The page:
I would describe this time of our lives back in 2010 when we were seeking the Lord about how we should respond as a time of "severe spiritual agitation". We just couldn't rest. God was stirring up something in us like he'd never had before and we were just so discontented with our lives. We were so aware of how we had chased comfort and how we'd gotten comfortable and that we knew God was asking us to do something and we knew we had to respond. And we just weren't quite sure how. Until one day, I was reading another blog. And on this blog, I read about a little boy in Ukraine that needed to be adopted. He had Apert Syndrome. He was about four years old and was about to be transferred to another institution. Right now there's a lot of orphan care reform happening in Ukraine, but back in 2010, this is kind of the way that it went: infants and small children who were in orphanages, they were in places called Baby Houses. Then when the child reached about four to six years old, they would be transferred to an institution. In the institution, there could be any range of children and adults from ages four to 18, to 35, even. At the institution where we volunteer, at the time when we moved to Ukraine, there were ages six years old to 35 years old all together in one place. So this little child was in a baby house and he was about to be transferred to an institution where the quality of care, in general, goes away down. When children are transferred to institutions they just, in general, do not thrive. It's so much better if they're able to be adopted from a baby house. This child needed to be adopted. There was something about him that I was drawn to. I couldn't stop looking at his picture. I felt like God had something for us that involved this child. I showed Jed the picture of the little boy and he agreed that we could pray about possibly adopting him.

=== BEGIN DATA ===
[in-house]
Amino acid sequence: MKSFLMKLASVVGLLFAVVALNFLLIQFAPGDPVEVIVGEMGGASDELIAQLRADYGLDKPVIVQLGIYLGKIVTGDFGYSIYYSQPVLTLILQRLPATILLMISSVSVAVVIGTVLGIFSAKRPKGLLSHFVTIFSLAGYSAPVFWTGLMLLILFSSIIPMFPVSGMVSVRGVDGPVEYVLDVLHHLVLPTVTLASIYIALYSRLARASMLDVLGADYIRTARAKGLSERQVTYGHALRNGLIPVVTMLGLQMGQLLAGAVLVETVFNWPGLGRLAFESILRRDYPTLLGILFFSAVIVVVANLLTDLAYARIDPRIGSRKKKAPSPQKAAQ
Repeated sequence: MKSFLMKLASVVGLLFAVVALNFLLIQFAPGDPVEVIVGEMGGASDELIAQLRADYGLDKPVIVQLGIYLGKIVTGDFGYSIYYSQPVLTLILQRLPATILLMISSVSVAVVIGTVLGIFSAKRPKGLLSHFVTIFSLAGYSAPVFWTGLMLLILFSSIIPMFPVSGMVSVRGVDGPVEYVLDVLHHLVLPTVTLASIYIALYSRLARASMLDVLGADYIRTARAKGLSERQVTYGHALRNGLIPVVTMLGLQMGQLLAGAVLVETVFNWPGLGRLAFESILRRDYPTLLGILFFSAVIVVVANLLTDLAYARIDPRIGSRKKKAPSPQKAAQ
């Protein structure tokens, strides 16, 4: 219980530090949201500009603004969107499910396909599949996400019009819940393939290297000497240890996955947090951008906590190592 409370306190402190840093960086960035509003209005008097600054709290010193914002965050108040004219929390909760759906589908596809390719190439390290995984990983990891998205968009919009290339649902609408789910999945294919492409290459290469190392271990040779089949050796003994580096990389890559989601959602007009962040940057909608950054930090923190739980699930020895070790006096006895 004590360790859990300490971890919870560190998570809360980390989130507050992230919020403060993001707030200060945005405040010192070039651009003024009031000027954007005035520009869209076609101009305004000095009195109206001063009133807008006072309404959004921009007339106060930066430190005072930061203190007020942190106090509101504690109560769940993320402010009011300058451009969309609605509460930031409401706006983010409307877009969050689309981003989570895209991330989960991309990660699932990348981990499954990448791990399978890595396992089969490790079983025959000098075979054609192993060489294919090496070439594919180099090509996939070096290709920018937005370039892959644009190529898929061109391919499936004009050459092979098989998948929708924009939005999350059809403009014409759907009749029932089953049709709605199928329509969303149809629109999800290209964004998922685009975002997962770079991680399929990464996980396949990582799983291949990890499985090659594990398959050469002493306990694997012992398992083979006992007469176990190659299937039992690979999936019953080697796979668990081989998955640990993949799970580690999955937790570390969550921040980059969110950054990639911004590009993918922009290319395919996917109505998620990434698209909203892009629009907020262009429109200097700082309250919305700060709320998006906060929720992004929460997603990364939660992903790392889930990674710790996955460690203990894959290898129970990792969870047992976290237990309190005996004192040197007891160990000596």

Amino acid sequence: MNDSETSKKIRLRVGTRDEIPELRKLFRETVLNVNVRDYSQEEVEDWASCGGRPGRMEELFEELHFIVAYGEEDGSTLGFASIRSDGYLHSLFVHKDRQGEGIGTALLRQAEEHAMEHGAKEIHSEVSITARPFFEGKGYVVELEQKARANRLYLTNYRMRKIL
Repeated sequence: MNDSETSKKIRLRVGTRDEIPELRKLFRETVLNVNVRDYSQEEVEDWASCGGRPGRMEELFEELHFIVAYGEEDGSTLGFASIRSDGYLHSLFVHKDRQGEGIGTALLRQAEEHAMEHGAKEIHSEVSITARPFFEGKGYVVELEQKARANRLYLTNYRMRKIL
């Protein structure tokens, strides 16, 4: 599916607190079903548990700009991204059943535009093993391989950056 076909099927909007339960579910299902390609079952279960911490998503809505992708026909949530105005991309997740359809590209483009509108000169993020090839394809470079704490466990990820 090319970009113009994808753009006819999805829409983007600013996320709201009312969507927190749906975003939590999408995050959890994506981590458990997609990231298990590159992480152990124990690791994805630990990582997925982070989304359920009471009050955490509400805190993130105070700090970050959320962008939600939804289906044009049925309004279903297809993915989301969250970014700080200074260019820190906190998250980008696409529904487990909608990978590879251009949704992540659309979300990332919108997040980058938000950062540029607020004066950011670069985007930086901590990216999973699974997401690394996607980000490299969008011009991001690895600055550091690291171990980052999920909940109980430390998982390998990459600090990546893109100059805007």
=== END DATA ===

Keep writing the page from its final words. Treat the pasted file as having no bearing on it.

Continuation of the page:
Anytime you decide to adopt a child, it's a ginormous, life-altering decision. If you decide to adopt a child with a known disability, it just adds another layer of ginormoty. Is that a word? It's a huge, huge decision. And when you adopt from a place like Ukraine, you're given very little information about the child before you bring them home. You might have a few diagnoses, they're probably incomplete. Maybe even totally wrong. You really just have to be very open-handed, that you're gonna love this child no matter what they bring to your life, no matter what their future holds. And that was a big hurdle for us. You know, I had said before that we had dreamed of adoption, but we had always said we would not do special needs adoption. I just never wanted the kind of life where you have a child who may never leave you. I didn't like the idea of not being able to be empty nesters, of possibly being caregivers to our children for the rest of our lives. That was not a future that I desired. And I didn't really think that that was a future that I could do. And then God really started to kind of point and kind of draw attention to those places in my heart- those selfish places. Like why am I not willing to have that kind of life? I see that these children are suffering. But no, I just really don't want to be inconvenienced. You know, I have my idea of how my life should go and I'd rather be comfortable. I'd rather be cozy. I don't really want to do anything that that's that's really that hard. Oh my word. Guys, that is gross. God just began to show us how we were chasing our own comfort and how we were living in fear and we didn't want to give up those dreams that we had. But then you see these pictures of how these children are suffering and you're like, 'How can I just sit here and do nothing when I know that they are over there living like that, and that I can make a difference and I could help this child but I don't want to because it's uncomfortable for me.' Oh, we really had to face our own grossness inside of our hearts and